[Screen It]


(2000) (George Clooney, John Turturro) (PG-13)

Blood/Gore Disrespectful/
Bad Attitude
Tense Scenes
Mild Mild *Extreme *Mild Heavy
Mild Minor Minor Minor Moderate
Smoking Tense Family
Topics To
Talk About
Moderate Mild Minor Moderate *Heavy

Comedy: Having escaped from a 1930s era chain gang, three convicts encounter various interesting people as they set out on a journey to retrieve a hidden treasure.
It's 1937 and Ulysses Everett McGill (GEORGE CLOONEY) is a silver-tongued, petty criminal who has convinced two other convicts, Delmar (TIM BLAKE NELSON) and Pete (JOHN TURTURRO), to escape from their Mississippi chain gang. After meeting a blind seer (LEE WEAVER) who tells them that they must travel a long and difficult journey before finding a fortune that won't be the one they're looking for, the three men set out for the treasure that McGill promised them and which reportedly will be at the bottom of a lake in four days.

As a solemn lawman, Sheriff Cooley (DANIEL VON BARGEN), pursues them, the three run into various interesting characters along the way. There's Tommy Johnson (CHRIS THOMAS KING), a young musician on his way to Jackson who claims to have sold his soul to the Devil in exchange for the gift of music. Then there's George "Baby Face" Nelson (MICHAEL BADALUCCO), a machine gun toting, manic depressive bank robber; a group of Sirens (MIA TATE, MUSETTA VANDER & CHRISTY TAYLOR) who seduce the men, and Big Dan Teague (JOHN GOODMAN), an unscrupulous, one-eyed Bible salesman.

Meanwhile, incumbent Governor Pappy O'Daniel (CHARLES DURNING) is in a heated campaign versus challenger Homer Stokes (WAYNE DUVALL), whose campaign manager, Vernon T. Waldrip (RAY McKINNON), is set to marry McGill's ex-wife, Penny (HOLLY HUNTER). With time running out and while dealing with all of those people and the various complications that come their way, the men discover that their quest has indeed changed into something else.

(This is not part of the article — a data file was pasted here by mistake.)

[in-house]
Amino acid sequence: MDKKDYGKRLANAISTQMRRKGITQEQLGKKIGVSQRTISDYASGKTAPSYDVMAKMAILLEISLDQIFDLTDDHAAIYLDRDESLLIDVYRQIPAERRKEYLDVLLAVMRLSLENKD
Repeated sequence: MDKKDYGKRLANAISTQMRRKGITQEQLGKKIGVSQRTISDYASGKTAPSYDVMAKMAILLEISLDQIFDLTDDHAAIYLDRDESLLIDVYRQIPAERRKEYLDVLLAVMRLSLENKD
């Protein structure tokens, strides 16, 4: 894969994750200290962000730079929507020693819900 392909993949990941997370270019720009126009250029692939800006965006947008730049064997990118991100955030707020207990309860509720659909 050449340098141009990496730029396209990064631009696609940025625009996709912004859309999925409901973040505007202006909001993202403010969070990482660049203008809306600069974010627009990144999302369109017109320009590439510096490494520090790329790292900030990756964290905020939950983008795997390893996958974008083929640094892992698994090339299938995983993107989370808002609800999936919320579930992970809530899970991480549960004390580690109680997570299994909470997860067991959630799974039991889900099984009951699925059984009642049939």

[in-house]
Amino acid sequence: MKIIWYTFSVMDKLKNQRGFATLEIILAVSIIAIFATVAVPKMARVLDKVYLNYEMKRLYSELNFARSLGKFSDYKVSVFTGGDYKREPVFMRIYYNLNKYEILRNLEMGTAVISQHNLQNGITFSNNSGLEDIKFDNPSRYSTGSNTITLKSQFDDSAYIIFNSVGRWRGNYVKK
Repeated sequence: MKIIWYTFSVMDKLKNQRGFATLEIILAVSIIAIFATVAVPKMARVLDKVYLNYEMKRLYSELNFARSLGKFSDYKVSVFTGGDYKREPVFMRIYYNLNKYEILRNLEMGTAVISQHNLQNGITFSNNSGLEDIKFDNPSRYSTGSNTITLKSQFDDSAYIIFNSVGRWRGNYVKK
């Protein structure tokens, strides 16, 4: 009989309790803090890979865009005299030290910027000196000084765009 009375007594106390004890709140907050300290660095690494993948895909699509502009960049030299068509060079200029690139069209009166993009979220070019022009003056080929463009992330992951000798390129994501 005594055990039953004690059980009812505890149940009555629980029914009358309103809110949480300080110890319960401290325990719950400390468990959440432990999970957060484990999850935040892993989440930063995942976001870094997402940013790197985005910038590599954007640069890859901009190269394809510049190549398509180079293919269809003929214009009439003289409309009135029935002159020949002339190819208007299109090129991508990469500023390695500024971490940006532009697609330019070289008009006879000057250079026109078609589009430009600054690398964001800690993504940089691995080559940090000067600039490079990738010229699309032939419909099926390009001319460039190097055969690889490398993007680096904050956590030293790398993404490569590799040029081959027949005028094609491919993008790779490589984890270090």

If they're fans of anyone in the cast or the films by the Coen brothers ("Fargo"), they might, but otherwise it doesn't seem likely that many other kids will want to see it.
For some violence and language.
  • GEORGE CLOONEY plays an escaped con (originally sentenced for practicing law without a license) who uses some profanity and commits other crimes while trying to get to his wife before she remarries.
  • TIM BLAKE NELSON plays a dimwitted criminal who escapes with McGill.
  • JOHN TURTURRO plays the third criminal in their party, another dimwitted man who's apparently seduced by a group of Sirens.
  • DANIEL VON BARGEN plays a solemn lawman who tracks down the three escaped convicts and nearly hangs them in one scene.
  • HOLLY HUNTER plays McGill's ex-wife who's about to remarry and isn't happy to see him again.
  • JOHN GOODMAN plays an unscrupulous Bible salesman and KKK member who robs McGill and Delmar (after beating them up).
  • CHRIS THOMAS KING plays a young man who reportedly sold his soul to the Devil in exchange for musical prowess.
  • CHARLES DURNING plays an incumbent politician who uses some profanity, smokes cigars, and isn't above taking advantage of political opportunities thrown his way.
  • MICHAEL BADALUCCO plays a manic-depressive bank robber who knocks off some banks and shoots his machine gun at both the police and cows (the latter of which he hits).
  • WAYNE DUVALL plays a corrupt political candidate who's running for Governor.
  • RAY McKINNON plays his campaign manager who's set to marry Penny and gets into a fight with McGill when that man tries to attack him.


    Curious if this title is entertaining, any good, and/or has any artistic merit?
    Then read OUR TAKE of this film.

    (Note: The "Our Take" review of this title examines the film's artistic merits and does not take into account any of the possibly objectionable material listed below).

    The following is a brief summary of the content found in this PG-13 rated comedy. Violence consists of people trying to harm others with machine guns and other weapons, and the threat of hangings and a lynching is also present. While no humans are harmed from that, one cow is shot and another graphically struck by a car. Other fighting also occurs. Some viewers might find some of those violent or potentially violent acts (a few of which have some bloody results) as tense or unsettling, but most are played in a comic or surreal vein.

    Profanity consists of a moderate amount of expletives and colorful phrases, while some brief, sexually related dialogue is present. In addition, several "sirens" in wet clothing act sensuously and attempt to seduce three men (apparently succeeding with one of them). Various characters have varying degrees of bad attitudes (including some racist KKK material), but much of that's also played for laughs/in a comic vein.

    Beyond that, some brief drinking and smoking also occur. Should you still be concerned about the film and its appropriateness for yourself or anyone in your home who wishes to see it, we suggest that you take a closer look at our detailed content listings for more specific examples of what occurs in the film.